from the website: http://www.expressivemedia.org/resourcesr.html

Could you tell me if there is a copy of this documentary available and what the cost would be. I'd be very interested in remembering Lila!
Thank you,


THE REPLY:

Hi Beckie - Great to hear from you. I am finally in the process of making LILA available on DVD - hope to have a good version ready by May 1. I would love for you to have one. I ask folks to send $30 for the DVD to help with costs of keeping the film in distribution for the past almost-30 years. Let me know if that is possible for you and please remind me about May 1 to work out details of getting a copy to you.
Thanks again. Fran
Fran Burst-Terranella
Director.Producer.Writer
Burst Video/Film, Inc
Faculty - Digital Filmmaking & Video Production
The Art Institute of Atlanta

On May 1st, I will order this DVD Documentary.

My last memory of being with Lila is both fascinating and a little bit strange. One of our group members married a prominent Atlanta woman at Ebeneser Baptist Church of Downtown Atlanta. The Reverend Martin Luther King, I officiated and we met Coretta Scott King at the reception. We were the only (perhaps few) white faces in the crowd. Lila sat between us and took care of her 'chicks' as only Lila could do! It was a wonderful and memorable experience. Unfortunately, the marriage did not last. It was built upon deception on the part of our group member. I honestly hope the lovely young bride went on to a good marriage or life she so richly deserved.

ART? No, I didn't forget. I don't think I've EVER laughed harder or longer! Lila had invited in a person from the art world to look at the Art Therapy paintings. One of mine was on the board and he told them I had real potential - my picture was real ART!

The title of this picture was "Two lips and a balloon". On a white sheet of paper was a suspended balloon and a set of lips. Period... End...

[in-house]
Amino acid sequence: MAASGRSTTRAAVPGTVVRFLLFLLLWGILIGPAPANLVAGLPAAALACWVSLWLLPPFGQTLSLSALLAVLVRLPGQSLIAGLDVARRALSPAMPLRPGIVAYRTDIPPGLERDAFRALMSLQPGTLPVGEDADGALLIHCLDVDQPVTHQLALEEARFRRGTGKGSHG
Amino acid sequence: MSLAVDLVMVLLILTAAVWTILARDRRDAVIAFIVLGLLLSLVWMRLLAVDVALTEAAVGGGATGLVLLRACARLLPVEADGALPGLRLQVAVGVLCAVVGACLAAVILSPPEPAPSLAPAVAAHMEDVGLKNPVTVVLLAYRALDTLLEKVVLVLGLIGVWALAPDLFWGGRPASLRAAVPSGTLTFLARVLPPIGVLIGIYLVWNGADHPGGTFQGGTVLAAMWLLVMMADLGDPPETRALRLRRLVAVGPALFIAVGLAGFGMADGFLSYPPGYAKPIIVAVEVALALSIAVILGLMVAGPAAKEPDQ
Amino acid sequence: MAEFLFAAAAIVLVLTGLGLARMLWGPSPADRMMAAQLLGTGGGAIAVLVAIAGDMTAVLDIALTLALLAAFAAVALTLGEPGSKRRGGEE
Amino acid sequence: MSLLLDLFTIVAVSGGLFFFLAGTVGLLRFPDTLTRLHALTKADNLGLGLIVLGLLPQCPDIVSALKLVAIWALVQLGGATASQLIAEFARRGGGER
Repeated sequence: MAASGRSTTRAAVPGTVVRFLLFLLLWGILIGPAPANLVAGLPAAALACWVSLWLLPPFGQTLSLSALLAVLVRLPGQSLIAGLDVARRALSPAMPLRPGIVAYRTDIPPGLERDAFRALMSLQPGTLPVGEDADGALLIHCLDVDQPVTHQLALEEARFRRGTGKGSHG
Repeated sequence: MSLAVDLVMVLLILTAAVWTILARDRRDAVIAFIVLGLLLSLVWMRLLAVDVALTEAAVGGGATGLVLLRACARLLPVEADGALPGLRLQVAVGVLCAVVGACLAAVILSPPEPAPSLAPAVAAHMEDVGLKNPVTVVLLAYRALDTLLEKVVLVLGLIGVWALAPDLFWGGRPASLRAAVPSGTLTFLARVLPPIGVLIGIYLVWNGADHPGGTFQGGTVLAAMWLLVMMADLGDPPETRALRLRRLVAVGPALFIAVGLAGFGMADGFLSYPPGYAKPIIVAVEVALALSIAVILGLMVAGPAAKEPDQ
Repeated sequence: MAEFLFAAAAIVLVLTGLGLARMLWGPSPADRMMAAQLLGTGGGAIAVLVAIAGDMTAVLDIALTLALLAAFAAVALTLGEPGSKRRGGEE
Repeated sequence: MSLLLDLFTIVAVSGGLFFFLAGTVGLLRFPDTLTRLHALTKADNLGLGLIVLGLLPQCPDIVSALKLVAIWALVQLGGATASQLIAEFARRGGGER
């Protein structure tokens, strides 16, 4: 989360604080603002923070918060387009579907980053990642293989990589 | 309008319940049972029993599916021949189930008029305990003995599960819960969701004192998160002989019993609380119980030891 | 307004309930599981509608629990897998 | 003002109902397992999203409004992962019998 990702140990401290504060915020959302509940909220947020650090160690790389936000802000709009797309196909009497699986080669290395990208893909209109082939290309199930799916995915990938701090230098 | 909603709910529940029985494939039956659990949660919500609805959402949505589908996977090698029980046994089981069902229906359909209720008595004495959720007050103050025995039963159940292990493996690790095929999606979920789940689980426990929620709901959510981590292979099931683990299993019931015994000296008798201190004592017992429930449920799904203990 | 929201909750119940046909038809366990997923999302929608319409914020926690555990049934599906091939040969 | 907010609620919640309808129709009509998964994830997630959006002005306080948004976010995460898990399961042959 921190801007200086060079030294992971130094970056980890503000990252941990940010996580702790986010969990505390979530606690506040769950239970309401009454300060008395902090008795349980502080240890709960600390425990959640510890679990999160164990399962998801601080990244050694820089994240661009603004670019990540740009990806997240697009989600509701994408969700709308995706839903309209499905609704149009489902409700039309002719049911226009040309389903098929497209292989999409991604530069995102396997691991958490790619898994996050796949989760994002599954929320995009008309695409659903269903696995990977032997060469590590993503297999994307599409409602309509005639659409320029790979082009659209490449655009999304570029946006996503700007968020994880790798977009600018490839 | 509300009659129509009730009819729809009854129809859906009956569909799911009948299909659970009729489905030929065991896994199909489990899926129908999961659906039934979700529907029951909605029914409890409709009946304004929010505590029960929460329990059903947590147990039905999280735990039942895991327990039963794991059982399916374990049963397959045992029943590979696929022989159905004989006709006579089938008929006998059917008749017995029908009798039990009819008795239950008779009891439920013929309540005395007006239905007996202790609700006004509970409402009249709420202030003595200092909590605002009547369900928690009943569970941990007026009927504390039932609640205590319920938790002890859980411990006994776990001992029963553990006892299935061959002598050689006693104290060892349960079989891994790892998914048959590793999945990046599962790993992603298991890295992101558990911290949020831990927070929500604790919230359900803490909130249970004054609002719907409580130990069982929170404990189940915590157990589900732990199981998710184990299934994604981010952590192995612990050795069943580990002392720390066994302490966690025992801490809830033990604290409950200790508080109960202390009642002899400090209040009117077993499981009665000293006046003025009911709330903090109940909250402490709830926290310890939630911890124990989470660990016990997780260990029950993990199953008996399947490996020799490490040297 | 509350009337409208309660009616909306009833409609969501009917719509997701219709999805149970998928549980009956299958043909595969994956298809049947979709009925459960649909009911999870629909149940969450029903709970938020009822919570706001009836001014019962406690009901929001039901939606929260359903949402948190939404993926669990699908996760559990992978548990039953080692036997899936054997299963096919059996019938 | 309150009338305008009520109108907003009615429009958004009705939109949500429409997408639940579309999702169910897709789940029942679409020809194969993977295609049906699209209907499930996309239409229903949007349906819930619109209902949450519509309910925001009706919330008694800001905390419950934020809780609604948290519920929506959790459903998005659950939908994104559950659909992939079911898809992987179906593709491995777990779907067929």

I laughed all the way home, seriously, tears were streaming down my face and I was stomping on the floor, for about one hour. I just couldn't believe "Two lips and a balloon" could be ART. What do I know anyway?

Well, Lila, that is about it for now. I hope you're watching!

Goodnight

3 comments:

Anonymous said...

Hey Becky,
I just wanted to comment on your blog. I am Patrick McMaster, one of Lila's Grandchildren. I lived in Atlanta with her so I saw her every Sunday for Sunday Dinner. I also was regularly put to work prepping the food for Community Fellowship. It is probably no coincidence that I got into the restaurant business after college. Community Fellowship is an on going out reach service of Druid Hills Presbyterian Church(it now includes housing as well). You might enjoy one of the family stories about Lila starting the Community Fellowship program. Lila went before the session of the church to see if they would start a Sunday meal for the Homeless. The money quote was "I looked at this big fine church and thought to myself that we all ought to be damned if we wouldn't do anything about these homeless people." The session was a little taken aback when she shared her thoughts with them. The reply was "well would you run it then?" If you know Lila then you know she didn't back down from a challenge. There is a part of the movie where she shares her memory of this meeting.
Thanks for the memories!

Unknown said...

I also attended lila's art therapy program while doing an internship at Antioch college. I knew that she was a pioneer and feel blessed to have been with her.

Janet said...

Is it still possible to buy a copy of the DVD?